The researchers also present the results of a criteria weighted combination of student achievement gains, student surveys, and classroom observations based on the regression coefficients of how predictive each is of student learning growth in other sections for the same teacher.  Based on this the test score gains are weighted at .729, the student survey at .179, and the classroom observations at .092.  This tells us how much more predictive test score gains are than student surveys or classroom observations.  Yet even when test score gains constitute 72.9% of the combined measure, the correlation to underlying teacher quality still ranges between .66 and .72, depending on which method is used for rating the classroom observations.  The criteria-weighted combined measure provides basically no improvement in reliability over using test score gains by themselves.

And using multiple measures does not improve our ability to distinguish between effective and ineffective teachers.  Using test scores alone the difference between the top quartile and bottom quartile teacher in producing  student value-added is .24 standard deviations in math learning growth on the state test.  If we combine test scores with student surveys and classroom observations using an equal weighting, the difference between top and bottom quartile teachers shrinks to be between .19 and .21.  If we use the criteria weights, where test scores are 72.9% of the combined measure, the gap between top and bottom teacher ranges between .22 and .25.  In short, using multiple measures does not improve our ability to distinguish between effective and ineffective teachers.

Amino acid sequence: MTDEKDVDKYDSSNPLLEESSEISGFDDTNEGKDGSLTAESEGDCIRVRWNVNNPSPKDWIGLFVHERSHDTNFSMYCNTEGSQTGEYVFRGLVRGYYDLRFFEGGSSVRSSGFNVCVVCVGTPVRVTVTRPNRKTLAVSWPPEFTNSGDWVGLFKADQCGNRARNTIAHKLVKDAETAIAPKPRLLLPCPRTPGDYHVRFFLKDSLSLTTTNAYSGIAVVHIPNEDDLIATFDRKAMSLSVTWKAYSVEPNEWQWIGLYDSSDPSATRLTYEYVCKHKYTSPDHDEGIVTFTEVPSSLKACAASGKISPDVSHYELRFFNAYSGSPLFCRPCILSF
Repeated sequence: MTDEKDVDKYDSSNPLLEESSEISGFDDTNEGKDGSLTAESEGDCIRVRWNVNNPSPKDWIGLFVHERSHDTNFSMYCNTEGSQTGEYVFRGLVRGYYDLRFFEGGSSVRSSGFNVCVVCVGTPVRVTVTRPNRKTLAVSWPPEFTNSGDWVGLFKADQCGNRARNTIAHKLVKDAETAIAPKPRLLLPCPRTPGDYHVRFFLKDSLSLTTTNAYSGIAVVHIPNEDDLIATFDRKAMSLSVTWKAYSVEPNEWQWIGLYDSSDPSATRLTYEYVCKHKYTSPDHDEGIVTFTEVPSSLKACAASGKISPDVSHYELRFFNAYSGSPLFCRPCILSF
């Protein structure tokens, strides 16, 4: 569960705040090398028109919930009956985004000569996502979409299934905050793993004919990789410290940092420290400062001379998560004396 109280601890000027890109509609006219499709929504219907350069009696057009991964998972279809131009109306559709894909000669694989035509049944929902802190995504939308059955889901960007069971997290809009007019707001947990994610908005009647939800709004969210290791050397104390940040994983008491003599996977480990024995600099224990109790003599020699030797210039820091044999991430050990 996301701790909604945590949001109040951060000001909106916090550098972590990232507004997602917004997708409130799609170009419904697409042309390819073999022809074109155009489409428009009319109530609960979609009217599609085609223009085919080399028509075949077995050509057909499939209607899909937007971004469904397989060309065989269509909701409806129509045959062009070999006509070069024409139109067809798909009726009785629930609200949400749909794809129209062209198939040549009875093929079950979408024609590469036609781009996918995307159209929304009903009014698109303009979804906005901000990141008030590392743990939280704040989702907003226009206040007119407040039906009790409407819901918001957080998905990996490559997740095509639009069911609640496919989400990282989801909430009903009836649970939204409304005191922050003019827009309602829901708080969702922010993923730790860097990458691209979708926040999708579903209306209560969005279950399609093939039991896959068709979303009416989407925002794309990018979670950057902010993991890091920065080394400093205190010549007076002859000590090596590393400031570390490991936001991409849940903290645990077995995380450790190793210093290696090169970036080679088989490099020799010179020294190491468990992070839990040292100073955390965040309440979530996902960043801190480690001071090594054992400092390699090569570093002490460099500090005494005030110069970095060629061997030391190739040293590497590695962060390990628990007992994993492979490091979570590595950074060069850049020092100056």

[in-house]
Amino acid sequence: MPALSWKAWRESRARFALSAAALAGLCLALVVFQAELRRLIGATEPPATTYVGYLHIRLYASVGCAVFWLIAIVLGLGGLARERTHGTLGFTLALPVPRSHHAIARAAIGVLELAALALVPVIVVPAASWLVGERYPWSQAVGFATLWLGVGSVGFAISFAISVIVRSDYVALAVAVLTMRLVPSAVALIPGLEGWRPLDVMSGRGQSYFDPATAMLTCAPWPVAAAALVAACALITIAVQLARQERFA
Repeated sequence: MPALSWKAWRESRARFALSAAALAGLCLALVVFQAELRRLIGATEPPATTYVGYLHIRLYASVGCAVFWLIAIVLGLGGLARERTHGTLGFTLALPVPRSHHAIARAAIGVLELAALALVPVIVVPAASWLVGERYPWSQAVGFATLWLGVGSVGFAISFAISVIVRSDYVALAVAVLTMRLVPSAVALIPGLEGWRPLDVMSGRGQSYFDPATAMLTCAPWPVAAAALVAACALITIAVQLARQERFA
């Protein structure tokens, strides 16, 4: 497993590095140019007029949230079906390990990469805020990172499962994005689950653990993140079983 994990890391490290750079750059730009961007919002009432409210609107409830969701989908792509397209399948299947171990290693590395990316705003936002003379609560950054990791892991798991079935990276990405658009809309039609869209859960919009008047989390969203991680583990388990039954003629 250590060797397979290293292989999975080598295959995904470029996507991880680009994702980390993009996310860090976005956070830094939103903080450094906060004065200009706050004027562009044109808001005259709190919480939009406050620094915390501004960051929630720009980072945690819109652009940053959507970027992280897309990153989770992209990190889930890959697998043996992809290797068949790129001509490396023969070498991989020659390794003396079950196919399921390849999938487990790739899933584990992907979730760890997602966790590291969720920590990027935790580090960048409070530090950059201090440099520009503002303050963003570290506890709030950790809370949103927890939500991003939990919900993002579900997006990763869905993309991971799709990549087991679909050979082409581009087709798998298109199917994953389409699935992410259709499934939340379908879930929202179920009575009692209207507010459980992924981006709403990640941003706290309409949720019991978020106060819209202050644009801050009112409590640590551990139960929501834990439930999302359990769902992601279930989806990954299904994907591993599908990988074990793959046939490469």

The same basic pattern of results holds true for reading, which can be seen in Table 20 on p. 55 of the report.  Combining test score measures of teacher effectiveness with student surveys and classroom observations does improve a little our ability to predict how students would answer survey items about their effort in schools as well as how they felt about their classroom environment.  But unlike test scores, which have been shown to be strong predictors of later life outcomes, I have no idea whether these survey items accurately capture what they intend or have any importance for students’ lives.